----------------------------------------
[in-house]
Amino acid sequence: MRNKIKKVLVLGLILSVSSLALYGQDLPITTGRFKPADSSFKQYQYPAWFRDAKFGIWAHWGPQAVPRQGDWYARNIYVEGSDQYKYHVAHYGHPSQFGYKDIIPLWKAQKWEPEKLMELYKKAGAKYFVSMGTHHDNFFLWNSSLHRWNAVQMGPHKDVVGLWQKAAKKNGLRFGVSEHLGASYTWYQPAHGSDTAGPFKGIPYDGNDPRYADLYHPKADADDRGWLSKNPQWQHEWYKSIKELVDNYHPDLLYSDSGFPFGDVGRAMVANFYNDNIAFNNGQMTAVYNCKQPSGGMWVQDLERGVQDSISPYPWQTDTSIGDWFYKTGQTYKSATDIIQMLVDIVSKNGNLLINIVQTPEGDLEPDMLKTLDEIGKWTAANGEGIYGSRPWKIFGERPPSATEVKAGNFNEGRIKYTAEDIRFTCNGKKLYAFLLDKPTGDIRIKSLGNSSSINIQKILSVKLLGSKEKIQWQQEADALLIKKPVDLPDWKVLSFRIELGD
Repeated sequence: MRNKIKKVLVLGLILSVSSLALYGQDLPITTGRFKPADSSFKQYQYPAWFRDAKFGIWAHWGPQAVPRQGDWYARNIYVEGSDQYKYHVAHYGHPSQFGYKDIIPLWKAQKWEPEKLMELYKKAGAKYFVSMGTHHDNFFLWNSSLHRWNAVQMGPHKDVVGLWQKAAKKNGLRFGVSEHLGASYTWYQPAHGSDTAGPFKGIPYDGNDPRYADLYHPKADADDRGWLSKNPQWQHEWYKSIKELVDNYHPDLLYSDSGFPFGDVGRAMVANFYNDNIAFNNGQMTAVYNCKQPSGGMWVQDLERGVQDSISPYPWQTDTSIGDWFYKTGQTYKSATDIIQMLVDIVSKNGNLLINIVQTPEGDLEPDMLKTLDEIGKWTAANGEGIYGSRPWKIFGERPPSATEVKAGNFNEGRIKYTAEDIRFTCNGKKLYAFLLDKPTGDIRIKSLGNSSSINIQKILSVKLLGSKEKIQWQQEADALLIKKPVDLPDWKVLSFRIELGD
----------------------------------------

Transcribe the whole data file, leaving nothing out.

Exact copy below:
[in-house]
Amino acid sequence: MRNKIKKVLVLGLILSVSSLALYGQDLPITTGRFKPADSSFKQYQYPAWFRDAKFGIWAHWGPQAVPRQGDWYARNIYVEGSDQYKYHVAHYGHPSQFGYKDIIPLWKAQKWEPEKLMELYKKAGAKYFVSMGTHHDNFFLWNSSLHRWNAVQMGPHKDVVGLWQKAAKKNGLRFGVSEHLGASYTWYQPAHGSDTAGPFKGIPYDGNDPRYADLYHPKADADDRGWLSKNPQWQHEWYKSIKELVDNYHPDLLYSDSGFPFGDVGRAMVANFYNDNIAFNNGQMTAVYNCKQPSGGMWVQDLERGVQDSISPYPWQTDTSIGDWFYKTGQTYKSATDIIQMLVDIVSKNGNLLINIVQTPEGDLEPDMLKTLDEIGKWTAANGEGIYGSRPWKIFGERPPSATEVKAGNFNEGRIKYTAEDIRFTCNGKKLYAFLLDKPTGDIRIKSLGNSSSINIQKILSVKLLGSKEKIQWQQEADALLIKKPVDLPDWKVLSFRIELGD
Repeated sequence: MRNKIKKVLVLGLILSVSSLALYGQDLPITTGRFKPADSSFKQYQYPAWFRDAKFGIWAHWGPQAVPRQGDWYARNIYVEGSDQYKYHVAHYGHPSQFGYKDIIPLWKAQKWEPEKLMELYKKAGAKYFVSMGTHHDNFFLWNSSLHRWNAVQMGPHKDVVGLWQKAAKKNGLRFGVSEHLGASYTWYQPAHGSDTAGPFKGIPYDGNDPRYADLYHPKADADDRGWLSKNPQWQHEWYKSIKELVDNYHPDLLYSDSGFPFGDVGRAMVANFYNDNIAFNNGQMTAVYNCKQPSGGMWVQDLERGVQDSISPYPWQTDTSIGDWFYKTGQTYKSATDIIQMLVDIVSKNGNLLINIVQTPEGDLEPDMLKTLDEIGKWTAANGEGIYGSRPWKIFGERPPSATEVKAGNFNEGRIKYTAEDIRFTCNGKKLYAFLLDKPTGDIRIKSLGNSSSINIQKILSVKLLGSKEKIQWQQEADALLIKKPVDLPDWKVLSFRIELGD